Let's look at the Special Exhibit
1991- Conveying the Spirit of Hiroshima to the World
Fifty years after the atomic bombing, the hibakusha were aging conspicuously and their experience was slipping rapidly from human memory. Concrete efforts to ensure the transmission of the experience to future generations included a campaign to register the A-bomb Dome as a World Heritage site and projects to preserve A-bombed buildings.
In 1991, the Peace Memorial Museum reopened after a second major renovation. In 1989, the City Auditorium was remodeled, becoming the International Conference Center Hiroshima, and in 1994, Peace Memorial Hall reopened as the museum's East Building.
The older of the two connected buildings continued to convey the A-bomb experience, while the new one offers space for peace studies. The Peace Memorial Museum today features greatly expanded display space and other functions.
In 1995 the people of Hiroshima were shocked by cancellation of a long-planned A-bomb exhibition at the U.S. Smithsonian Institution's National Air and Space Museum. This incident spurred efforts to display the museum's artifacts in A-bomb exhibitions overseas.
A-bomb artifacts are now important tools for communicating atomic bomb damage and Hiroshima's tragedy throughout the world.

28*Second major renovation
August 1, 1991 Hiroshima Peace Memorial Museum
Courtesy of Chugoku Shimbun

In 1991, the present museum opened after a complete renovation. To make the bombing more visually comprehensible to young visitors, the new displays included a model of Little Boy and large images. The wax figures in the exhibit depicting the time of the bombing were made more realistic. Visitors frequently said, "This is better, easier to understand." Still, many survivors voiced criticisms: "The bombing was much worse than this makes it look."




31*Guestbooks from A-bomb exhibition at American University
Cancellation of the A-bomb Exhibition planned by the Smithsonian Institution's National Air and Space Museum revealed the wide chasm separating the views of many Americans from those of many Japanese over the 50 years since the war's end. A wide variety of views both supporting and opposing the atomic bombing were recorded in the guestbook. This case used at the American University exhibition is taller than Japanese exhibition cases because Americans are generally taller than Japanese.




29* The new East Building
October 2, 1998
Photo by Michio Ide

With the renewal of the Peace Memorial Hall in 1994, a new East Building with its own set of galleries became an integral part of the Peace Memorial Museum. Staff increased from 7 to 16, a climate-controlled repository was added, and exhibit space was increased dramatically. With this addition, all three of the major buildings within Peace Memorial Park were thoroughly renovated, including the International Conference Center Hiroshima completed earlier.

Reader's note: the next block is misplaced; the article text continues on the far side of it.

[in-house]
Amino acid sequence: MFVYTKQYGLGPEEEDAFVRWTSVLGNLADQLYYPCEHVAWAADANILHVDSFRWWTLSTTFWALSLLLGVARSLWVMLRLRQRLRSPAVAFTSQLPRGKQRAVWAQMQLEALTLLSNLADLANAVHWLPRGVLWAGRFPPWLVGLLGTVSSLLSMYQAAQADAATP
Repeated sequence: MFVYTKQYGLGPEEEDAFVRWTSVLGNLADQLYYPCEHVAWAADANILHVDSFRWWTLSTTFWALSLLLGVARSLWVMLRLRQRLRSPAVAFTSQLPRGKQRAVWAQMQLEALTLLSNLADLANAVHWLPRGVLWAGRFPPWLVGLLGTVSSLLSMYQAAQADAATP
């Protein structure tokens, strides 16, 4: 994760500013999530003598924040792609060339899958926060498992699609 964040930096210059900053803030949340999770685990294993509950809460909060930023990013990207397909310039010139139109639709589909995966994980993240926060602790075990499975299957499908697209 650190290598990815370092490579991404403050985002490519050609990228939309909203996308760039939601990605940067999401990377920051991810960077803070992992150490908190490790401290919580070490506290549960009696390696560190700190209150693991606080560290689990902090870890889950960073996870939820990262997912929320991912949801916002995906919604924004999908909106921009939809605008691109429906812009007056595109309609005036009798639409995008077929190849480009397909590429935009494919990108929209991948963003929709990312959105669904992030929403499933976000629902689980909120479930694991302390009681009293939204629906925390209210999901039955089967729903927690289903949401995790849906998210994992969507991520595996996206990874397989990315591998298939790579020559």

30*A-bomb exhibition at American University
July 1995 Washington, D.C. American University
In 1995, looking toward the 50th anniversary of the end of WWII, the National Air and Space Museum of the Smithsonian Institution in the US planned a special exhibition about the dropping of the atomic bomb. It was agreed that a number of actual artifacts would be transferred on loan from the museum. However, fierce protests by US veterans and others forced cancellation of the A-bomb exhibition. American University in Washington, D.C. responded by holding its own A-bomb exhibition.

32*Communicating the A-bomb experience to future generations

June 9, 2005
Hiroshima Peace Memorial Museum

Beginning in 1999, Peace Volunteers were trained to explain the displays in the museum and guide visitors through Peace Park. At this time, the oldest volunteer is 78 and the youngest 21. The total number of volunteers, who range from A-bomb survivors to young people with no experience of the atomic bombing, is now 168. Wearing a uniform green jumper, they strive to effectively communicate the A-bomb experience. (All figures are as of April 1, 2005.)


33*Toward a new museum
February 17, 2005
Hiroshima Peace Memorial Museum

Fifty years after it opened, the museum building that has grown with the people since the war is deteriorating conspicuously. The aging of the survivors has turned the question of how to communicate the A-bomb experience to future generations into a critical issue. At present, a committee of experts is studying the building and ways of renewing the exhibits. This photo was taken at the third meeting of the Exploratory Committee for Renewal Plan of Hiroshima Peace Memorial Museum, which was held in February this year.

  Rising from the Ruins -the Peace Memorial Museum and Hiroshima
 1945-1954 Collecting Rubble on the Burnt Plain
 1955-1974 Buildings Rising from the Ruins
 1975-1990 A Place to Tell the A-bomb Story
 1991 - Conveying the Spirit of Hiroshima to the World
 Eyes of the World Visitors to Hiroshima
 Museum Statistics
 Sixty Years for Hiroshima
 Preservation ・ Restoration ・ For Posterity
 Memories ・ Inheritance・ Communication

 Conclusion

 Return to the Special Exhibit TOP